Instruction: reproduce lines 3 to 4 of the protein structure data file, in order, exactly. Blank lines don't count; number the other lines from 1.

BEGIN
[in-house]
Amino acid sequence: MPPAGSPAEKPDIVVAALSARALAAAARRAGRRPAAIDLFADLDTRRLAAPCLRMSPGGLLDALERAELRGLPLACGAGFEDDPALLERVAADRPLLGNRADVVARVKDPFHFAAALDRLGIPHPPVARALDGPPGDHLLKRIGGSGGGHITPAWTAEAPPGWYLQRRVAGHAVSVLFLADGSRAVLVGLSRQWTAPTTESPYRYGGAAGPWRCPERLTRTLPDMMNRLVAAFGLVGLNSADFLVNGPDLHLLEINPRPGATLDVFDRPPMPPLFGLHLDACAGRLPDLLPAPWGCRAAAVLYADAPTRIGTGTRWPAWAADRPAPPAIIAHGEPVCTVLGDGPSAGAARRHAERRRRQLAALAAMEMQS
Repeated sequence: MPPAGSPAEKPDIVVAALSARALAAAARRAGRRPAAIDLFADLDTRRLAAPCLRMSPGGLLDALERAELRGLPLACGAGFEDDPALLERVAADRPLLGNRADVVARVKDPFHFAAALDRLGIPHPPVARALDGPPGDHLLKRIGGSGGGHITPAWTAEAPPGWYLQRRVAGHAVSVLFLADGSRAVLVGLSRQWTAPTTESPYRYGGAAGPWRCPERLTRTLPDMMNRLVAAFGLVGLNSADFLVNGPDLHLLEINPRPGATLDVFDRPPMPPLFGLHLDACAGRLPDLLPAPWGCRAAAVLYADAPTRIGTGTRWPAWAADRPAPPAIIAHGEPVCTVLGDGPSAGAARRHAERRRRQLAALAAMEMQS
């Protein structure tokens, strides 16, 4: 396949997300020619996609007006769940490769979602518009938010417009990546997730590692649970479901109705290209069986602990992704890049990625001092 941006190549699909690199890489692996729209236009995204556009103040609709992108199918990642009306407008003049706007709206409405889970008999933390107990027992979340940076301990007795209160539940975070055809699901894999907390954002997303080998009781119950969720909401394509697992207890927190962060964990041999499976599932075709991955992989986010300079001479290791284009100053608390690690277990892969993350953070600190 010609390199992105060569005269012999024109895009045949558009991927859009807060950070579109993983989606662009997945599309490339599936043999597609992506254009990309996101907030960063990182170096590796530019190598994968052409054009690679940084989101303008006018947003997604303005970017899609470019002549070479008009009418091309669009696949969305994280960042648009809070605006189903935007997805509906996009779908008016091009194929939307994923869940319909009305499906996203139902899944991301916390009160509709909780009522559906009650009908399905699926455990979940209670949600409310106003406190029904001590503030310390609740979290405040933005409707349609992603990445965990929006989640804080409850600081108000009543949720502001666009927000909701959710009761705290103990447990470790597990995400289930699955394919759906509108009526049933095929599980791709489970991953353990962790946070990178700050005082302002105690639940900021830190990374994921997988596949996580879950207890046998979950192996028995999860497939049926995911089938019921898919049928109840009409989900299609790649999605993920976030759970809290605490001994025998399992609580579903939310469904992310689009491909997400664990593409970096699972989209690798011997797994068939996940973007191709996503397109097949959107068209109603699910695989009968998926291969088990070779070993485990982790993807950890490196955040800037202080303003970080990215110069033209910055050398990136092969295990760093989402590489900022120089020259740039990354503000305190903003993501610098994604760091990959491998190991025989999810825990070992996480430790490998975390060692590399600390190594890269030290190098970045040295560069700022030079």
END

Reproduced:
Repeated sequence: MPPAGSPAEKPDIVVAALSARALAAAARRAGRRPAAIDLFADLDTRRLAAPCLRMSPGGLLDALERAELRGLPLACGAGFEDDPALLERVAADRPLLGNRADVVARVKDPFHFAAALDRLGIPHPPVARALDGPPGDHLLKRIGGSGGGHITPAWTAEAPPGWYLQRRVAGHAVSVLFLADGSRAVLVGLSRQWTAPTTESPYRYGGAAGPWRCPERLTRTLPDMMNRLVAAFGLVGLNSADFLVNGPDLHLLEINPRPGATLDVFDRPPMPPLFGLHLDACAGRLPDLLPAPWGCRAAAVLYADAPTRIGTGTRWPAWAADRPAPPAIIAHGEPVCTVLGDGPSAGAARRHAERRRRQLAALAAMEMQS
């Protein structure tokens, strides 16, 4: 396949997300020619996609007006769940490769979602518009938010417009990546997730590692649970479901109705290209069986602990992704890049990625001092 941006190549699909690199890489692996729209236009995204556009103040609709992108199918990642009306407008003049706007709206409405889970008999933390107990027992979340940076301990007795209160539940975070055809699901894999907390954002997303080998009781119950969720909401394509697992207890927190962060964990041999499976599932075709991955992989986010300079001479290791284009100053608390690690277990892969993350953070600190 010609390199992105060569005269012999024109895009045949558009991927859009807060950070579109993983989606662009997945599309490339599936043999597609992506254009990309996101907030960063990182170096590796530019190598994968052409054009690679940084989101303008006018947003997604303005970017899609470019002549070479008009009418091309669009696949969305994280960042648009809070605006189903935007997805509906996009779908008016091009194929939307994923869940319909009305499906996203139902899944991301916390009160509709909780009522559906009650009908399905699926455990979940209670949600409310106003406190029904001590503030310390609740979290405040933005409707349609992603990445965990929006989640804080409850600081108000009543949720502001666009927000909701959710009761705290103990447990470790597990995400289930699955394919759906509108009526049933095929599980791709489970991953353990962790946070990178700050005082302002105690639940900021830190990374994921997988596949996580879950207890046998979950192996028995999860497939049926995911089938019921898919049928109840009409989900299609790649999605993920976030759970809290605490001994025998399992609580579903939310469904992310689009491909997400664990593409970096699972989209690798011997797994068939996940973007191709996503397109097949959107068209109603699910695989009968998926291969088990070779070993485990982790993807950890490196955040800037202080303003970080990215110069033209910055050398990136092969295990760093989402590489900022120089020259740039990354503000305190903003993501610098994604760091990959491998190991025989999810825990070992996480430790490998975390060692590399600390190594890269030290190098970045040295560069700022030079």